"Moshiach is ready to come now-our part is to increase in acts of goodness and kindness" -The Rebbe

Thursday, April 14, 2011

11 Nissan--The Rebbe's mission: Be in and above the world

Today is 11 Nissan, so let us take a minute to reflect on the Rebbe’s declared mission.

A Jew should not cut himself off from the world, nor may he become immersed in it and forget about serving Hashem. Rather, he should combine the two; he should be in the world and above it simultaneously.

(The Rebbe was the ultimate example of this, for although he lived a life of intense holiness and purity, he was extremely practical and action-oriented, becoming involved in the nitty-gritty issues of the administration of Chabad and non-Chabad institutions and publications worldwide, and devoting his time to inspire every single Jew. Indeed, perhaps the most oft-quoted saying he qould quote from our sages was “Action is the main thing.”)

Logically, this should not be possible, for the world and G–dliness are contradictory. The world conceals the reality of Hashem, and so, it would seem, the only way to connect to that reality is by severing ties with the world. However, one who does so fails to fulfill the purpose of his life—to reveal G–dliness within the world.

How, indeed, can G–dliness be brought down to a world of concealment of G–dliness, without the world ceasing to exist, or the purity of the divine revelation being compromised?

Since Hashem is omnipotent, He can combine these two opposites. How do we connect to this infinite power, and thereby accomplish this in our own lives? We do so through bittul, nullifying ourselves to Hashem. Through bittul we lessen our sense of self and thereby create room for Hashem’s infinity to shine into our personal lives, enabling us to combine these opposites.

On a more cosmic level, during the age of exile, the upper realms and the lower realms are split apart. From our perspective, G–d’s reality is abstract; we know that He exists, that Torah is true, and that the Jewish people are chosen, but this reality is hidden, and the world around us and the nations within it cry out the opposite.

The Rebbe declared that the purpose of our generation, the seventh generation in which the Rebbe is the leader, is to bring the Shechinah down here, into our lowly world, with the coming of Moshiach. In that era, the physical world will remain as it is, not becoming “a world of souls,” but rather, remaining “a world of souls in bodies.” No longer will G–dliness be abstract, as it was throughout the age of exile, and even during the leadership of the first six Chabad Rebbeim. Rather, the Rebbe will reveal the Shechinah, and reveal it lematoh ba’aretz—down here, in this world.

Our part to prepare for this is to create an “inner redemption.” This means bringing down our abstract knowledge (haskalah) into practical inner change (avodah). It means not only attaining holy intellect and sublime emotions, but bringing them to permeate our thought, speech, and action, and extending it to all those around us. We thereby hasten the coming of the collective redemption with Moshiach now!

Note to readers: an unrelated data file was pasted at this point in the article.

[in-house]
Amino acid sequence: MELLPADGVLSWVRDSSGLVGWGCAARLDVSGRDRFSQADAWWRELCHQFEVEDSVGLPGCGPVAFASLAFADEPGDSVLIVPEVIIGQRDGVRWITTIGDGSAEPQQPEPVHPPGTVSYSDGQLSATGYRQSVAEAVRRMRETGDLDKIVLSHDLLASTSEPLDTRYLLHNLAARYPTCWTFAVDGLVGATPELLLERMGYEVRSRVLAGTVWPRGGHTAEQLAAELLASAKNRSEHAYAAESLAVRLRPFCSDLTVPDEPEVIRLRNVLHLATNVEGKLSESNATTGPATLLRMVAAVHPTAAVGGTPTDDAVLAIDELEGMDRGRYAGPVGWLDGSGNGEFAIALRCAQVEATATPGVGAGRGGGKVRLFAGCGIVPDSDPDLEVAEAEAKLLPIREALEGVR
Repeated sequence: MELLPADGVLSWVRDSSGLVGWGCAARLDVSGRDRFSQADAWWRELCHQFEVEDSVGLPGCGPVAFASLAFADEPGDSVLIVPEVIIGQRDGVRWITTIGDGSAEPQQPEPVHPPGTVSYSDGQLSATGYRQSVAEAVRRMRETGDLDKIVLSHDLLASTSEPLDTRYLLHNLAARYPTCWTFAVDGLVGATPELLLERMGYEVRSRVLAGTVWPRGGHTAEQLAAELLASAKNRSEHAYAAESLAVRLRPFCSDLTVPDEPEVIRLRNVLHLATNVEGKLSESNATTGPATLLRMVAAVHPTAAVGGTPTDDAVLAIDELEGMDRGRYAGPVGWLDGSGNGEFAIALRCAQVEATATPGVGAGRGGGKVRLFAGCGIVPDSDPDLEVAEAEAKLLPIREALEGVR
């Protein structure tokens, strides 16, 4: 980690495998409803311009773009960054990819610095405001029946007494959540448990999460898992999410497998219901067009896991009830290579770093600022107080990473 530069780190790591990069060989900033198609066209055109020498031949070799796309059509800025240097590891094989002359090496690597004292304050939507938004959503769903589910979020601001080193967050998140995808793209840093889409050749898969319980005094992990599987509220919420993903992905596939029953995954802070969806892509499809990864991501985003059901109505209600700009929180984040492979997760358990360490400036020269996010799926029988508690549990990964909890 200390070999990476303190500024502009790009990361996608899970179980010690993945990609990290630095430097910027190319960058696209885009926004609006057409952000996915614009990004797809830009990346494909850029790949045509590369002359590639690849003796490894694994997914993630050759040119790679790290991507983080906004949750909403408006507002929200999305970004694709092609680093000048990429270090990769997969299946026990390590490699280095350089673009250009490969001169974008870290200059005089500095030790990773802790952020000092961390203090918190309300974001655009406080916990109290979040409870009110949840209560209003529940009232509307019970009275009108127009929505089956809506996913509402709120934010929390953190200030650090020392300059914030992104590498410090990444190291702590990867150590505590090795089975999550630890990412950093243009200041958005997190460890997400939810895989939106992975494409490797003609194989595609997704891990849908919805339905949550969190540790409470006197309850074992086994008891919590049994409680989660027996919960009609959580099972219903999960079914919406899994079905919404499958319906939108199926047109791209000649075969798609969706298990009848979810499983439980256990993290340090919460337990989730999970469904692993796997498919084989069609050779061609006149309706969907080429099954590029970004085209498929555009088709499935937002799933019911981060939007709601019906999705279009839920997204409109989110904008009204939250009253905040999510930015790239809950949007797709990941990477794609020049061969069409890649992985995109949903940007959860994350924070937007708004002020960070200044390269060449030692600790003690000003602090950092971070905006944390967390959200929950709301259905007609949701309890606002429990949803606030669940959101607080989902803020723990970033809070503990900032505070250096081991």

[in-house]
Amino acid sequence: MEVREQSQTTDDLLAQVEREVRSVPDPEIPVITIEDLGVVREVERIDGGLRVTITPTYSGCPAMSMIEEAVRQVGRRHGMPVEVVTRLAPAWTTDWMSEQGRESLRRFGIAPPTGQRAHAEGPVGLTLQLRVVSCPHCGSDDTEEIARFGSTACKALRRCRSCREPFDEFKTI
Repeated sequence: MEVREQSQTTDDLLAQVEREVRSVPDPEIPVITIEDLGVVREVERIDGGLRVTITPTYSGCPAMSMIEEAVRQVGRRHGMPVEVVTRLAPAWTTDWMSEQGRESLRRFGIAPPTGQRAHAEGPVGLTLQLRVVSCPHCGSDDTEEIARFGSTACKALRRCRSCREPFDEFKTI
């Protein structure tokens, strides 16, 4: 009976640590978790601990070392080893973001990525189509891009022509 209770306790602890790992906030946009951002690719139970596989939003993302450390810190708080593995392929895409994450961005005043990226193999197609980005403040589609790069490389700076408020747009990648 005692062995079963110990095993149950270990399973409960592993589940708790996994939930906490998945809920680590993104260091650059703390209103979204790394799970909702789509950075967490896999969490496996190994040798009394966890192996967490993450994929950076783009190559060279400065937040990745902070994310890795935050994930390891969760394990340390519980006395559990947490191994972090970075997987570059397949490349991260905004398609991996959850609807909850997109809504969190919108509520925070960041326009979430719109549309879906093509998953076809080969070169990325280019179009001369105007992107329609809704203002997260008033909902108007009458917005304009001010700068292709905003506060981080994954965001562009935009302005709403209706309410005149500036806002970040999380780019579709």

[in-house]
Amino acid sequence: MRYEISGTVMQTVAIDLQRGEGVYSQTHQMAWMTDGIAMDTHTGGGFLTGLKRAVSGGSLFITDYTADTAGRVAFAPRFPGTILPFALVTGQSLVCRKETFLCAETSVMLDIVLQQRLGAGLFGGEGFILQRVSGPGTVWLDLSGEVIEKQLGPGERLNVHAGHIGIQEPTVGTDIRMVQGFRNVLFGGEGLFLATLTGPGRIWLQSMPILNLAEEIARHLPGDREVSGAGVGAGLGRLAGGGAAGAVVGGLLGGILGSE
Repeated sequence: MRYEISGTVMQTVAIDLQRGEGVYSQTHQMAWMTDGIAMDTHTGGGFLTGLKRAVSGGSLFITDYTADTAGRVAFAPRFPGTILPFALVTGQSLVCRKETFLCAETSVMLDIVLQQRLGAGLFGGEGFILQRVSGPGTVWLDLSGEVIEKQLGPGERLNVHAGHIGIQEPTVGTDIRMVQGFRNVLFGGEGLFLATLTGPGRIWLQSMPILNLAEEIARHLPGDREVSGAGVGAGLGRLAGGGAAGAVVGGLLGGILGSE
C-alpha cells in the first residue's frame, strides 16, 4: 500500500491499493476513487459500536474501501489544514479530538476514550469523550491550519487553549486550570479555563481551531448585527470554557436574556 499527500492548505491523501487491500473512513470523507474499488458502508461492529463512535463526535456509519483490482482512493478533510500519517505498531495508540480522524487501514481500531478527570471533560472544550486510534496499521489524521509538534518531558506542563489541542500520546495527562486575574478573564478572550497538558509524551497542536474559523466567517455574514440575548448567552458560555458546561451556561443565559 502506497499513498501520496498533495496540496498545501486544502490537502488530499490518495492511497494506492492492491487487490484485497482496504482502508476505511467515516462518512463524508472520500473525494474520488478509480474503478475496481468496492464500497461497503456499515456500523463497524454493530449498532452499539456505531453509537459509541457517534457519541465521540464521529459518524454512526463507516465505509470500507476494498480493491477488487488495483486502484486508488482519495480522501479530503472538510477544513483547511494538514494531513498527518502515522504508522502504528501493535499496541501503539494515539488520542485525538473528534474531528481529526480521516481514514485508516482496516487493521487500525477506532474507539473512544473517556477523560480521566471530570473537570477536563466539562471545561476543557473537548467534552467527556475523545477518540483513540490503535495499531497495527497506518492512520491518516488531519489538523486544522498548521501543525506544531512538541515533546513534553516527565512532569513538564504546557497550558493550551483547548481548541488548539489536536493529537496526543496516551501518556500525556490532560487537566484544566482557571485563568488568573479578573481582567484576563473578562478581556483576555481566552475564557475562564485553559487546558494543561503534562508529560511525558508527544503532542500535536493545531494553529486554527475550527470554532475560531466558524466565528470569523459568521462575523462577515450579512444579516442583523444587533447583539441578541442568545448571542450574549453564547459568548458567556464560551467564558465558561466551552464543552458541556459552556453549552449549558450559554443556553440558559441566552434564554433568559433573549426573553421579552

Friday, April 8, 2011

Why No New Rebbe?

Why No New Rebbe?

Rabbi Yehoishophot Oliver

Some ask: Why hasn’t the Chabad movement appointed a new Rebbe?

One answer is that in the case of the previous Chabad Rebbes, even when the successor was not immediately known, the predecessor dropped 
various hints about the successors identity. In contrast, the Rebbe explicitly prepared chassidim for the event of his histalkus by issuing a public will (see here), in which not only did he not indicate that the Chabad movement would be led by another Rebbe after the Rebbehistalkus, but on the contrary, he instructed that it be led by the Chabad Rabbonim of each community, whom the Rebbe declared were to be akin to Yehoshua who succeeded Moshe Rabeinu.

Moreover, on an earlier occasion, the Rebbe alluded to the possible scenario of his histalkus, and instructed chassidim how to act in such a situation by relating the following story of the Tzemach Tzedek.[1]

Once, the Tzemach Tzedek was summoned to a rabbinic conference called by the secular authorities. At this conference he vehemently opposed the “reforms” in Jewish education that the anti-religious Haskalah movement was pressing the government to mandate, and in so doing he endangered his life many times.

His colleague at the conference, Reb Itche Volozhin, confronted him: How can you permit yourself to risk your life—what will be with the community [if you lose your life,  G–d forbid]? The Tzemach Tzedek responded: “This question can be answered in two ways: First, there are the children [who can succeed me]. [They were holy in their own right, and most of them indeed went on to take the mantle of Rebbe after the Tzemach Tzedek’s histalkus.] Second, the unity among chassidim will lead them toward Moshiach.”
The Rebbe quoted this story in 5726 (1966), and commented:[2]
Now that it is the hundredth year after the histalkus [of the Tzemach Tzedek], and now there are also no children, the solution is for chassidim to unite, and in this way they will carry it out. ... The unity among chassidim nullifies all decrees and negative things, breaks through all boundaries, and elicits the truth of Havayeh [transcendent G–dliness] until it reaches here, in the world.
The Rebbe was clearly intimating (and twenty-eight years in advance!) that since in the scenario of his histalkusG–d forbid, there would be no successor, the solution to the absence of his physical leadership will lie in the Tzemach Tzedek’s second responseunity among chassidim. Here, too, the Rebbe clearly indicated that he would have no successor, and instructed chassidim how to approach this scenario.

Yet although there is no successor, this is not to say that the Rebbe no longer leads us, chas veshalom. Rather, what the Tzemach Tzedek meant to say was that through unity among themselves, chassidim would be able to overcome his physical absence. But he would still be spiritually present with his chassidim just as before. We see this principle in the Rebbes words concerning the Previous Rebbe after Yud Shevat: